Sean: A client of mine, Bay Area singer Janet Roitz, and I are collaborating on a project, “The Ladies of the Nightclubs”. We’re presenting scenes from films that take the main characters into a nightclub where the spotlight is on a glamorous dame singing a fabulous number that relates one way or another to the plot. We start with Nora Prentiss – where the singer, Ann Sheridan, is also the leading lady and femme fatale – who becomes involved with a handsome doctor, played by Kent Smith. In your third play, The Grand Inquisitor, you’re featuring another of my clients, Mary Gibboney, who has been appearing in this charming one-woman-show, Absolutely San Francisco.

Eddie: Mary is great! She and I have been working so intensely on my play and I see her so clearly as this character, “Hazel”, that I’m almost afraid to see her in this other show. It might break this spell we’ve created together. But she’s got two musical numbers in The Grand Inquisitor. This production has been such an interesting opportunity to blend what I’ve been doing with the success of Film Noir at the Castro Theatre and the audience that exists for it. I was working with Russ Blackwood at the very start of them moving into this space and creating the Hypnodrome. I was involved with the very earliest plays there. We’ve gone our separate ways in the meantime, but always with an eye that at some point we’ll do a show where we’re able to combine the Grand Guignol with Film Noir. That is this show. What’s doubly great is that we’ve focused on San Francisco. I wrote a theme song with Scrumbly Koldewyn that’s like an anthem about the dark side of San Francisco. It turned out to be a real treat and it was fun to pretend I was Lorenz Hart for a while.

Sean: Do you think The City might adopt it as its third song?

Eddie: I certainly do hope so! The other thing that’s indicative about how fearless we are is that we call it, “Fear Over Frisco”. Because, as a native San Franciscan, I don’t know where this whole thing came from about “Don’t call it Frisco!” I love “Frisco”. It’s something right out of a ’40s Film Noir – “Yeah, I took a train up to Frisco” or “I jumped a boat in Frisco”. I love that slang.

Sean: I’m also a native San Franciscan.

Eddie: How do you feel about “Frisco”?

Sean: Personally, I don’t care for it. But I do understand the notion of the term and how it came to be understood as an outsider’s or “out-of-towner’s” expression. In other words, “they” are not of The City, but have come here only to use The City. It’s easy to see how the name-tag developed a derogatory association.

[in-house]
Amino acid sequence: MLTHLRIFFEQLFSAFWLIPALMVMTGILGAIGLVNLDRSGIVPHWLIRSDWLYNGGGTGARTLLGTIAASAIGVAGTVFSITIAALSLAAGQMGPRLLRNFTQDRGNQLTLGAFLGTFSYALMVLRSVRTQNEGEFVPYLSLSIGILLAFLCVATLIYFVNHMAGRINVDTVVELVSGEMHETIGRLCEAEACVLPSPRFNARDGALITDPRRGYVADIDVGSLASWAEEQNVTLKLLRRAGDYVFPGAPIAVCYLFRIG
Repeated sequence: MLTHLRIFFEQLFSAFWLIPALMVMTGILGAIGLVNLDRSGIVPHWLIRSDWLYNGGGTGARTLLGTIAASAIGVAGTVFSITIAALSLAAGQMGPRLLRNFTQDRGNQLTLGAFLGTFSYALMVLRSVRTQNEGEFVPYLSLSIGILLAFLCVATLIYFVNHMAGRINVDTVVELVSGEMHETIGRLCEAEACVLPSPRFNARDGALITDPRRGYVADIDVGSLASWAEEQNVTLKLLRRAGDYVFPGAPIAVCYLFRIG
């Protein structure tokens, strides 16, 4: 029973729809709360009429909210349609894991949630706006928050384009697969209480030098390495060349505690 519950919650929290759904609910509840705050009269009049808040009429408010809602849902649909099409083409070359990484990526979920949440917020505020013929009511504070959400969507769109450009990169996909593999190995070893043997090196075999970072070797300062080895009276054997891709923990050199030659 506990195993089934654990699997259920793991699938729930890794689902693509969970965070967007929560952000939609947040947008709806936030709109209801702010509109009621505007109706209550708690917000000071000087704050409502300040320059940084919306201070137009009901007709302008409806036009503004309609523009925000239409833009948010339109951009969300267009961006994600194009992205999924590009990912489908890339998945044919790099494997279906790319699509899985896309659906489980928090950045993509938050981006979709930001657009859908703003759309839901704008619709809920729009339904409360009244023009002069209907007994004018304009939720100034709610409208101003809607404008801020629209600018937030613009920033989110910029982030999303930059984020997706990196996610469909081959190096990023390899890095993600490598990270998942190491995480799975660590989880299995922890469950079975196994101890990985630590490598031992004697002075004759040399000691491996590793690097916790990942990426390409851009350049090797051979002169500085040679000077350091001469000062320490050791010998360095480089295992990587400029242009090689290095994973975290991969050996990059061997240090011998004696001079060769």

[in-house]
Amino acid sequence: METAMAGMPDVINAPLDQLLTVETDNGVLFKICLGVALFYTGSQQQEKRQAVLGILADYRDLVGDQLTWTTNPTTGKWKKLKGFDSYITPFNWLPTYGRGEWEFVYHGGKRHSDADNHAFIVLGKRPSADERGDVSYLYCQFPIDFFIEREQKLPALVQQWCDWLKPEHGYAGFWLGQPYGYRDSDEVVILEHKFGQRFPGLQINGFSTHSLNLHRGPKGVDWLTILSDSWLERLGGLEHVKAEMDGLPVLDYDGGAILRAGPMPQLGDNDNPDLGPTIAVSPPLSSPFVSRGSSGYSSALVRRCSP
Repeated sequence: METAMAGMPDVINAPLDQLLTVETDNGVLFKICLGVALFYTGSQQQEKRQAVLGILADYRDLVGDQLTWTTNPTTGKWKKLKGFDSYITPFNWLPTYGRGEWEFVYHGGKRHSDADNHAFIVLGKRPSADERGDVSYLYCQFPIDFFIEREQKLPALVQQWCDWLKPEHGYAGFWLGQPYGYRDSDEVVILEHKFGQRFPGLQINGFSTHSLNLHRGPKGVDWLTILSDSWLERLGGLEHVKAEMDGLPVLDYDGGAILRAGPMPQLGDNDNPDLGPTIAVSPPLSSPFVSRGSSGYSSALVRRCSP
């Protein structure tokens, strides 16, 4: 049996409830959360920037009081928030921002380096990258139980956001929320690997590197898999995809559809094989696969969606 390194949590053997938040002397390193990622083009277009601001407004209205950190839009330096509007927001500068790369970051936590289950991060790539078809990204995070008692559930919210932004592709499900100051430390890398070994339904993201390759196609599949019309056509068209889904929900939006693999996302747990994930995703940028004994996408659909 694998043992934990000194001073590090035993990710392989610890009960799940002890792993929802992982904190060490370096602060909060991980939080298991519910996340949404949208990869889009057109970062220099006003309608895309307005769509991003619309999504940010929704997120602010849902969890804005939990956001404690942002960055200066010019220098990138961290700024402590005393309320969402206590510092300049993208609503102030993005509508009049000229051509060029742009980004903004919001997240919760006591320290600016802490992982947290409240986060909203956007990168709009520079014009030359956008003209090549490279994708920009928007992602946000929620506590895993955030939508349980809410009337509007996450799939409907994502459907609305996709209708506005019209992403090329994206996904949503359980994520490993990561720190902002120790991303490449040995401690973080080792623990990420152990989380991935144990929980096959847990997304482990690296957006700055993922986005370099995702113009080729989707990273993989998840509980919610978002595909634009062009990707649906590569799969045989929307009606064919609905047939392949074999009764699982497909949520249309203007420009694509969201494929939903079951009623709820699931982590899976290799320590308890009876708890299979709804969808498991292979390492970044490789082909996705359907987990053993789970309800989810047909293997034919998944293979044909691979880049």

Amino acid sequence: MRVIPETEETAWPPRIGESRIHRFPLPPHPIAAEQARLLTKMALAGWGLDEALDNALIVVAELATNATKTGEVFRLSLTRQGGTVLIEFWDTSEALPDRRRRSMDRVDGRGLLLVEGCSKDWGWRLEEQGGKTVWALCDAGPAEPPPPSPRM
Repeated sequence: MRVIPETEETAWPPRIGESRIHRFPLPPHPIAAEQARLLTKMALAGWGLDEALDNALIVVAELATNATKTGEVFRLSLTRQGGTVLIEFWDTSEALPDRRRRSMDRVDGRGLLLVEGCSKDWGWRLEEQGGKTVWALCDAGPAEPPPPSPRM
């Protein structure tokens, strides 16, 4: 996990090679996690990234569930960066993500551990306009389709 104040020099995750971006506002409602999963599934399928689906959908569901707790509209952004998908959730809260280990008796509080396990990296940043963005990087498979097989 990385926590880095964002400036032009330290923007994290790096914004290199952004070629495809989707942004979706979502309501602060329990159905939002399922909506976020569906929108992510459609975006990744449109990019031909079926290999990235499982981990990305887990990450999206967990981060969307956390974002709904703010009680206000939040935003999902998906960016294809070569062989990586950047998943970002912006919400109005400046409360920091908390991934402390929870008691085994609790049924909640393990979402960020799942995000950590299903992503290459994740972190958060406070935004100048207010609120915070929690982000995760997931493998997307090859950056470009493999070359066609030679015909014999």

Eddie: Very true. And I don’t use the term all the time. But we started laughing when I said that no matter what we do in the show – no matter how outrageous we get or scary or ridicuous we get – nothing will bother people more than the title, Fear Over Frisco.

Click here to order tickets on-line: FEAR OVER FRISCO


Sean: Can I get some of those titles for this year’s Noir City?

Eddie: I can’t tell you yet! No one knows what the schedule is until December 13th. It’s our 10th Anniversary and we have some very big and exciting things planned. When we do our Christmas show at The Castro I’ll announce all the special films and all the casts.


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Seán Martinfield
Sentinel Editor and Publisher
Seán Martinfield, who also serves as Fine Arts Critic, is a native San Franciscan. He is a Theatre Arts Graduate from San Francisco State University, a professional singer, and well-known private vocal coach to Bay Area actors and singers of all ages and persuasions. His clients have appeared in Broadway National Tours including Wicked, Aïda, Miss Saigon, Rent, Bye Bye Birdie, in theatres and cabarets throughout the Bay Area, and are regularly featured in major City events including Diva Fest, Gay Pride, and Halloween In The Castro. As an Internet consultant in vocal development and audition preparation he has published thousands of responses to those seeking his advice concerning singing techniques, professional and academic auditions, and careers in the Performing Arts. Mr. Martinfield’s Broadway clients have all profited from his vocal methodology, “The Belter’s Method”. If you want answers about your vocal technique, post him a question on AllExperts.com. If you would like to build up your vocal performance chops and participate in the Bay Area’s rich theatrical scene, e-mail him at: sean.martinfield@comcast.net.